Upper Egypt women find empowerment with ‘Neqdar Nesharek’

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On Tuesday, Population Council – Egypt hosted the Final Dissemination Conference of its ‘Neqdar Nesharek’ Programme (We Can Participate), under the auspices of Minister of Social Solidarity Dr. Ghada Wali. ‘Neqdar’ is one of the council’s leading programs in promoting women’s social and economic empowerment in rural Upper Egypt.

The clever women of the area shined bright at the conference, held in their honour, where they proudly presented their social and economic achievements. They, along with the concerned officials, shared their experiences and lessons learned in the hopes of informing future programmes that target rural women.

Although both men and women face high levels of unemployment, the situation is worse for young women in rural Upper Egypt where only six percent participate in the labor force. Young women in rural Upper Egypt suffer in terms of poorer access to education, while conservative social norms further restrict their mobility and participation in the public sphere.

In an effort to tackle the problem of social and economic seclusion of women in the area, the Population Council’s Egypt office implemented ‘Neqdar Nesharek’ Programme.

The programme is in partnership with three local nongovernmental organisations (NGOs) and 30 community development associations (CDAs), and with funds from the United States Agency for International Development (USAID).

‘Neqdar Nesharek’ programme was launched in September 2011 and targeted 4,500 marginalised young women aged 16–29 in 30 villages in the governorates of Fayoum, Qena, and Sohag. It aimed at empowering young rural women economically by providing them with business skills and support that enables them to join an existing business or start a new business.

‘Neqdar’ built the capabilities of young women to become economically and socially active community members. In addition to learning how to gain an economic livelihood, the programme offered life skills and civic engagement training, which are indispensable tools for social and economic empowerment.

With ‘Neqdar’, 1,427 women have launched businesses in their own villages, including handcrafts/sewing businesses, poultry-raising, hair salons, kiosks, food catering services, cell phone/computer repair stores, garment stores, and nurseries. Around 664 participants also found employment opportunities in their own villages or nearby communities.

Furthermore, the capacities of three governorate level NGOs, 30 CDAs and 240 female promoters (also known as mentors) have been enhanced to design and implement similar livelihood programmes.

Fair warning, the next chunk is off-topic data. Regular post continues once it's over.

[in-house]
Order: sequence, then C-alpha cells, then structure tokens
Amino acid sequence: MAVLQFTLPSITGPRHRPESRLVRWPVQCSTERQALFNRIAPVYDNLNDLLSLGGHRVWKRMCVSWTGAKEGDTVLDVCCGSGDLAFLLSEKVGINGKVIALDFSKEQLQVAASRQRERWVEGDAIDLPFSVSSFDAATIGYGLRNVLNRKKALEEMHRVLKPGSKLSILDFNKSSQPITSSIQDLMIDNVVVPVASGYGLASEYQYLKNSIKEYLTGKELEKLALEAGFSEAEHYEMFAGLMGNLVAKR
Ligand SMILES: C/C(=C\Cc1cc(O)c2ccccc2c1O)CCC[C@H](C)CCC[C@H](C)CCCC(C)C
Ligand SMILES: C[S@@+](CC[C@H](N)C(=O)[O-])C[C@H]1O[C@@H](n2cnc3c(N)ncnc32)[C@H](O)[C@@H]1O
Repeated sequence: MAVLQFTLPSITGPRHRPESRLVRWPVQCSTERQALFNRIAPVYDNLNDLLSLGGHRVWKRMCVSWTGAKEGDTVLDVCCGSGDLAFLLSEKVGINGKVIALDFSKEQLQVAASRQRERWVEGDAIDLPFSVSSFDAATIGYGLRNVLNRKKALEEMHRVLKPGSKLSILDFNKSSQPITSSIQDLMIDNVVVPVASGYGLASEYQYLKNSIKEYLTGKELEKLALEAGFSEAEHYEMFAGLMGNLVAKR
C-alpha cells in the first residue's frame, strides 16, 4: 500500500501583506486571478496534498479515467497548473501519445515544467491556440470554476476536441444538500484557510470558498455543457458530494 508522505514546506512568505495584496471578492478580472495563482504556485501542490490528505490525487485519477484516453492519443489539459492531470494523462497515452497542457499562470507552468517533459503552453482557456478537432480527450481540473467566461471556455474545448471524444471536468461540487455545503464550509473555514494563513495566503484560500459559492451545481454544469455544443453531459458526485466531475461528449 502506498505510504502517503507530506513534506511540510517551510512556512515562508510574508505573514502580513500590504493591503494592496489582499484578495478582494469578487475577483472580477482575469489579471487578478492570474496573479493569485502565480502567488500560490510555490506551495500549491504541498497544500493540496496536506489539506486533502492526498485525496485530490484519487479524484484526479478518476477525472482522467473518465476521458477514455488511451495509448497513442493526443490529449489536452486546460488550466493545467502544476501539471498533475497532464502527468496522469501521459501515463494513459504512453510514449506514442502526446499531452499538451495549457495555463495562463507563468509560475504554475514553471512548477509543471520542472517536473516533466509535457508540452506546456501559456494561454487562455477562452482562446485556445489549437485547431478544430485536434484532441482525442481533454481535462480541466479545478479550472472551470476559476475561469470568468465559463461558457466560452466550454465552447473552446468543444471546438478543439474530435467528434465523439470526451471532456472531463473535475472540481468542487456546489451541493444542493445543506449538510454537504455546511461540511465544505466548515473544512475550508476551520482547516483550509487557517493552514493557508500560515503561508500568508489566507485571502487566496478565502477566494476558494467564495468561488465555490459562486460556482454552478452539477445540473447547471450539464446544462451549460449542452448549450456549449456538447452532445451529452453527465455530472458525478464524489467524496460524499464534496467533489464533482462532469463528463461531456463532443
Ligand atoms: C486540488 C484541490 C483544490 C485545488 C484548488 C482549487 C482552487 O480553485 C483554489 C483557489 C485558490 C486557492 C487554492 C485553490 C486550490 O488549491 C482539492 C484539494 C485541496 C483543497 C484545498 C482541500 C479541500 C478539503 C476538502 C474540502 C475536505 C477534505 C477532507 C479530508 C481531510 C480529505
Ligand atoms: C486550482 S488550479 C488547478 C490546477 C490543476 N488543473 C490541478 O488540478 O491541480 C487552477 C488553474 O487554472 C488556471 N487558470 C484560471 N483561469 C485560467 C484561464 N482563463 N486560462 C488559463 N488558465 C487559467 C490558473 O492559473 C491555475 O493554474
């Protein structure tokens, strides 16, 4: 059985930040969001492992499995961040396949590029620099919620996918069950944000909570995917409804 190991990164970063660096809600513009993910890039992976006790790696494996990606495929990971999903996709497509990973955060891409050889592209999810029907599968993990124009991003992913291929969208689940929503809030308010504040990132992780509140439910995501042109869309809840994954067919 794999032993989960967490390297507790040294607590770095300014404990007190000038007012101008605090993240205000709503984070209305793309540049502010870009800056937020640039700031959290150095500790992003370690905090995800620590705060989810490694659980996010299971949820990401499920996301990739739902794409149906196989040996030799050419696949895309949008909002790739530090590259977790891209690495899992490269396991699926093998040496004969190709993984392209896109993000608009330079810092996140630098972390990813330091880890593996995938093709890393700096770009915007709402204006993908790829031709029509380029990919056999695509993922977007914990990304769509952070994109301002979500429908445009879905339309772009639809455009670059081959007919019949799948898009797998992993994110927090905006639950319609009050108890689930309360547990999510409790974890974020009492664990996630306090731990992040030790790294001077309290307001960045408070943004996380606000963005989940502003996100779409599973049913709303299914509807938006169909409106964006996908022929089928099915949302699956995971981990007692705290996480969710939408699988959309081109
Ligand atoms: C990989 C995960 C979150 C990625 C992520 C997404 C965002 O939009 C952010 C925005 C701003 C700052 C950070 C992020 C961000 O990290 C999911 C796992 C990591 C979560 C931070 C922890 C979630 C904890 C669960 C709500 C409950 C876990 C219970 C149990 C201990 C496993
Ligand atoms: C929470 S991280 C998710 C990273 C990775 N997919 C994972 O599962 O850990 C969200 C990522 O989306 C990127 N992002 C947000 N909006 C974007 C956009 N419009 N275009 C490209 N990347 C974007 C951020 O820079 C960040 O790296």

Obstacles and challenges

Meanwhile, more than 8,000 parents, spouses, siblings, and community members were reached through community mobilisation activities. This was necessary due to the conservative social norms and with their work, ‘Neqdar’ found that these societies have become increasingly accepting of women’s work and engagement in the public sphere.

“Parents, husbands are reluctant to let their daughters and wives to leave home. It’s difficult sometimes to get them outside their villages for vocational training or job opportunities,” noted Neqdar Program manager Khaled El-Sayed. “However, by working closely with those communities we were able to address their concerns and rectify misconceptions about role of women in society.”

El-Sayed added women also face issues marketing their products to enable them to compete with international ones that are of the same quality.

Meanwhile, there is the fear of “going to jail” because of the high interest rates they believe are difficult to repay and the concept of “usury”, which is religiously forbidden, is also considered a hindrance.

“We try to create religious awareness and simplify the procedures and look for members who can provide low interest rates. We convene exhibitions for them at the governorate level,” El-Sayed noted.

Country Director of Population Council – Egypt, Dr. Nahla Abdel Tawab, also added that one of the council’s missions is to see more women-sensitive policies that enhance rural women’s social and economic participation.

She noted that some of the women faced challenges in securing funds to establish their projects, such as loans that are easy to pay back with low interest rates. “Some of the women found it difficult to secure loans and interest rates could reach to up to 18 percent, which was discouraging,” she said.

Empowered women

Nevertheless, the programme has renewed the hope of many women who would have been trapped in unfeasible circumstances.

“When the council first presented me with the programme, my family refused because customs and traditions reject girls engaging the public. But council promoters sat with them and convinced them with my participation,” said Hana Al-Sayed Nomani, one of the beneficiaries of the program.

She said she learned computer repair and was able to begin a project from her home to compete in her limited social market.

“It changed and benefited my life and I’m so happy that I was able to convince my brother to allow me to come to the conference,” she delightfully expressed.

For his part, USAID Acting Deputy Director Bill Patterson said that one of his favourite success stories is that of a young woman named ‘Evan’ from Sohag, who has received business skills training and was able to launch a feasible business for her and her husband.

“She helped her husband apply for a loan from the local community development association and together they bought a small food cart to launch their business. Her husband said if it were not for this project and his wife’s new found skills, he would never have had the courage to start his own business,” he relayed.